A focus group is a research technique used to collect data through group interaction. The group comprises a small number of carefully selected people who discuss a given topic. Focus groups are used to identify and explore how people think and behave, and they throw light on why, what and how questions.

Explanation of a focus group

They can be used in three ways in the research design:

  • Stand alone – where the focus groups are the sole data collection method and they serve as the principal source of data
  • Supplementary – used to enhance alternative means of data collection. Typically this would be as a precursor to a quantitative stage – determining the issues to be covered in the structured interviewing and giving insights into the problems or opportunities that are being researched
  • As part of a multi method design – where studies use several sources of data collection and no one method determines the use of the others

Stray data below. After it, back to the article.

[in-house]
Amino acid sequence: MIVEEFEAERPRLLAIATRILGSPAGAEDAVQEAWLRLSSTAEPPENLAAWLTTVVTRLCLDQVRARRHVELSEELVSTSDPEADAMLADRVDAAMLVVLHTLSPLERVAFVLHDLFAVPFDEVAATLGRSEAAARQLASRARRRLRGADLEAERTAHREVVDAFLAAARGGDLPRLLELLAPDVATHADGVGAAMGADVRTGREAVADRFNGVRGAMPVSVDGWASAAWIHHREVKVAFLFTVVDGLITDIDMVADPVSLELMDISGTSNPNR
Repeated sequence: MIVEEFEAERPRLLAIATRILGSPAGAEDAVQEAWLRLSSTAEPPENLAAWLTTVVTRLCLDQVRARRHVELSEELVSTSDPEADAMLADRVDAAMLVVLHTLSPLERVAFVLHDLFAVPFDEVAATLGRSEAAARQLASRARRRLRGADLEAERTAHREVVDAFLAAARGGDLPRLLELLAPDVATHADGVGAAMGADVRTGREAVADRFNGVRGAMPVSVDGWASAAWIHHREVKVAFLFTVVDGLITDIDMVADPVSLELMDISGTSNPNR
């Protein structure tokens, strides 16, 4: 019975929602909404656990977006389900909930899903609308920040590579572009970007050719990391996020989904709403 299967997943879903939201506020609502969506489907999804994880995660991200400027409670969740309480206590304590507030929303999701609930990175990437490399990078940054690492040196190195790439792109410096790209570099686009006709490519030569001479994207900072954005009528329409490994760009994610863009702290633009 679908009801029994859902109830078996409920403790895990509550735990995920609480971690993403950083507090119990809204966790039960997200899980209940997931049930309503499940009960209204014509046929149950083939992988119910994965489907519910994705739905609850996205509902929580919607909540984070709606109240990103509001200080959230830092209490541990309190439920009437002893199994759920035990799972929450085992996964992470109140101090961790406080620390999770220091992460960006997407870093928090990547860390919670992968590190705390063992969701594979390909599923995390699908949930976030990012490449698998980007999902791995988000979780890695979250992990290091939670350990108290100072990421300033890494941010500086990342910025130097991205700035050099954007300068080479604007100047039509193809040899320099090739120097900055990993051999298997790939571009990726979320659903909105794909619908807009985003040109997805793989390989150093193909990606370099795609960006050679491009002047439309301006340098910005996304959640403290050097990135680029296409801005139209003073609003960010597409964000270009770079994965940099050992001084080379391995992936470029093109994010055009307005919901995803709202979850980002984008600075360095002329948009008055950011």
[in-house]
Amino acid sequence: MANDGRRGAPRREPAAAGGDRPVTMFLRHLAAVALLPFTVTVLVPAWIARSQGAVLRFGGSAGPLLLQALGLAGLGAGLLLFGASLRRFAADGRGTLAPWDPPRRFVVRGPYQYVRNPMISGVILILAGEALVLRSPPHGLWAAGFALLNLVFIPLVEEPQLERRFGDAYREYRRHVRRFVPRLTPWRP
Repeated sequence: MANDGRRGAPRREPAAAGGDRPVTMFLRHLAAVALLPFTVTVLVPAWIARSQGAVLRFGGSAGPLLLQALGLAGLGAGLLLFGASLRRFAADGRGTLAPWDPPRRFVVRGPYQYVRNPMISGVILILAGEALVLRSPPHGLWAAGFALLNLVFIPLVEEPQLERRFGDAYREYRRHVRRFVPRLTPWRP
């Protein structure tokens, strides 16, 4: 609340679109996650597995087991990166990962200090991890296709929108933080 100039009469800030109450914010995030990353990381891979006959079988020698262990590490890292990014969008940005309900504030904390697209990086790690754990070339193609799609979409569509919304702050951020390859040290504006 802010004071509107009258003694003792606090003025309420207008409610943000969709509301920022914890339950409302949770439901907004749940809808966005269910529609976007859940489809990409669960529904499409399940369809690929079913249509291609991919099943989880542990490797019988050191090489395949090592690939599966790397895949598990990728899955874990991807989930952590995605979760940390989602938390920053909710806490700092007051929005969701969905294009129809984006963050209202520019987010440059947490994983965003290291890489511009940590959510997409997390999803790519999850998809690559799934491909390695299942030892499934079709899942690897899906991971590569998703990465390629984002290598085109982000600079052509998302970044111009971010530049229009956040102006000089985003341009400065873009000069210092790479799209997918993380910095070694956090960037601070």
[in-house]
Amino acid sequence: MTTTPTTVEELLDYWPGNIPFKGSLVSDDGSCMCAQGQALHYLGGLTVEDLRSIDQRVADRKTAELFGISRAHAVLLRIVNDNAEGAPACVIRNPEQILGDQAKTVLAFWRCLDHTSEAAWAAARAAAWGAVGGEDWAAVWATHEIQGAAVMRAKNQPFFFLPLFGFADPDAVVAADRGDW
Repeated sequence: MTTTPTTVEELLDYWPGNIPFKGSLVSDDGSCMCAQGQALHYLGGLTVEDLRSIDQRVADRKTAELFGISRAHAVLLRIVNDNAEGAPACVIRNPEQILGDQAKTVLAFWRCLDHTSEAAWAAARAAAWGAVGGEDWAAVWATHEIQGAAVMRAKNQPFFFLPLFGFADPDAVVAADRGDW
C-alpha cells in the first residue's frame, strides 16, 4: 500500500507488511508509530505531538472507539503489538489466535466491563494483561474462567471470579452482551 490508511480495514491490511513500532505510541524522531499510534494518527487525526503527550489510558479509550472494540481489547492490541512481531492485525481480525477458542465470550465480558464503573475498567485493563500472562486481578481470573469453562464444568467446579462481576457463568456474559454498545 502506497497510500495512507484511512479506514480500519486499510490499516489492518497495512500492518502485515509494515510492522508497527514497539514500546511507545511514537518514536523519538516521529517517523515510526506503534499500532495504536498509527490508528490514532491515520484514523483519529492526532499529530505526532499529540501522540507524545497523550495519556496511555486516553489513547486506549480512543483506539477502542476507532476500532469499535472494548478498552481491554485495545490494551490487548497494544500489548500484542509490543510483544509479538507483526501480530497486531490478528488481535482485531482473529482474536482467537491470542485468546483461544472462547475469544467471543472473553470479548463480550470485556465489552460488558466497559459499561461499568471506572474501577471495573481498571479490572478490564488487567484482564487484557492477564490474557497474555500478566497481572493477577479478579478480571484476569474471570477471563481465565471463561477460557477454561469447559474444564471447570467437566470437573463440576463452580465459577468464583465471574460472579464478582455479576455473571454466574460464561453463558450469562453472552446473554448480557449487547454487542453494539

When focus groups are used as the sole source of data, the objectives will be explorative and diagnostic – what is the problem, how can we solve it, and how will the market react? When it is important to also get a fix on the number of people that think or behave one way or the other, a multi method design will be required with a quantitative stage to follow.

Group discussions are especially useful for researching new products, testing new concepts or determining “what would happen if?” They work because delegates can digest the points raised by other members and, as they consider the implications of issues raised, further ideas may be sparked off which would remain untapped in a personal interview.

What is a focus group?

Typical applications for focus groups are:

  • To unravel complex processes from the basics e.g. a complicated buying process
  • To identify customer needs i.e. where there is a complex interaction of factors influencing motives
  • To identify how products are used
  • To test new products i.e. where something needs showing to people
  • To explore a concept, perhaps with stimulus aids so that people can visualize what it would look like
  • To explore and identify issues of satisfaction (or dissatisfaction) for customers, staff or suppliers
  • To explore perceptions of brand and service elements associated with the brand